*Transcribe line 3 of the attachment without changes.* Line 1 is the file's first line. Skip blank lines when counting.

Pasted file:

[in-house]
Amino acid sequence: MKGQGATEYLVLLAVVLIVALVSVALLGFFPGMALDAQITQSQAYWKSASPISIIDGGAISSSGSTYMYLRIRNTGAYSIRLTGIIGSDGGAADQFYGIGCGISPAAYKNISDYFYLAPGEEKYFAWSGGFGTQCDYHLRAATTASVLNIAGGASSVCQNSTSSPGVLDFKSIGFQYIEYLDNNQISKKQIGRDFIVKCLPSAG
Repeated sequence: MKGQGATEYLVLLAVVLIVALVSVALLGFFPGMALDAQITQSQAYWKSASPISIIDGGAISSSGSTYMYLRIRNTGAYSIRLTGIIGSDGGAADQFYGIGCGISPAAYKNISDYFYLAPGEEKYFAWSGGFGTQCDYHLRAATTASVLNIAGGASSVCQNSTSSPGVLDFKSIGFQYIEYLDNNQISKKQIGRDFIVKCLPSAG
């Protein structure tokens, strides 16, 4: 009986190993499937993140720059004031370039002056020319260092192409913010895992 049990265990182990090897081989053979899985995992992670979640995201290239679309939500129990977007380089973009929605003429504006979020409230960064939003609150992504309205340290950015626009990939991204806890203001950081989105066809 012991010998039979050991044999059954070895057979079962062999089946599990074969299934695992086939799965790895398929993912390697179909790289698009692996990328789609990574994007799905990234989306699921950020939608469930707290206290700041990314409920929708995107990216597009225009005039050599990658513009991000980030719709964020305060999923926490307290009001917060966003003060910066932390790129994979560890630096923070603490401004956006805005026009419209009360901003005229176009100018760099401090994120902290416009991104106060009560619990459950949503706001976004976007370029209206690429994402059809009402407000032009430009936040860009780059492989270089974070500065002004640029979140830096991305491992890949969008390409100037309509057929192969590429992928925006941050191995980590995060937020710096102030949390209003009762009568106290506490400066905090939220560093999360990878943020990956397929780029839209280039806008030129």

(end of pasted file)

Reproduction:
Repeated sequence: MKGQGATEYLVLLAVVLIVALVSVALLGFFPGMALDAQITQSQAYWKSASPISIIDGGAISSSGSTYMYLRIRNTGAYSIRLTGIIGSDGGAADQFYGIGCGISPAAYKNISDYFYLAPGEEKYFAWSGGFGTQCDYHLRAATTASVLNIAGGASSVCQNSTSSPGVLDFKSIGFQYIEYLDNNQISKKQIGRDFIVKCLPSAG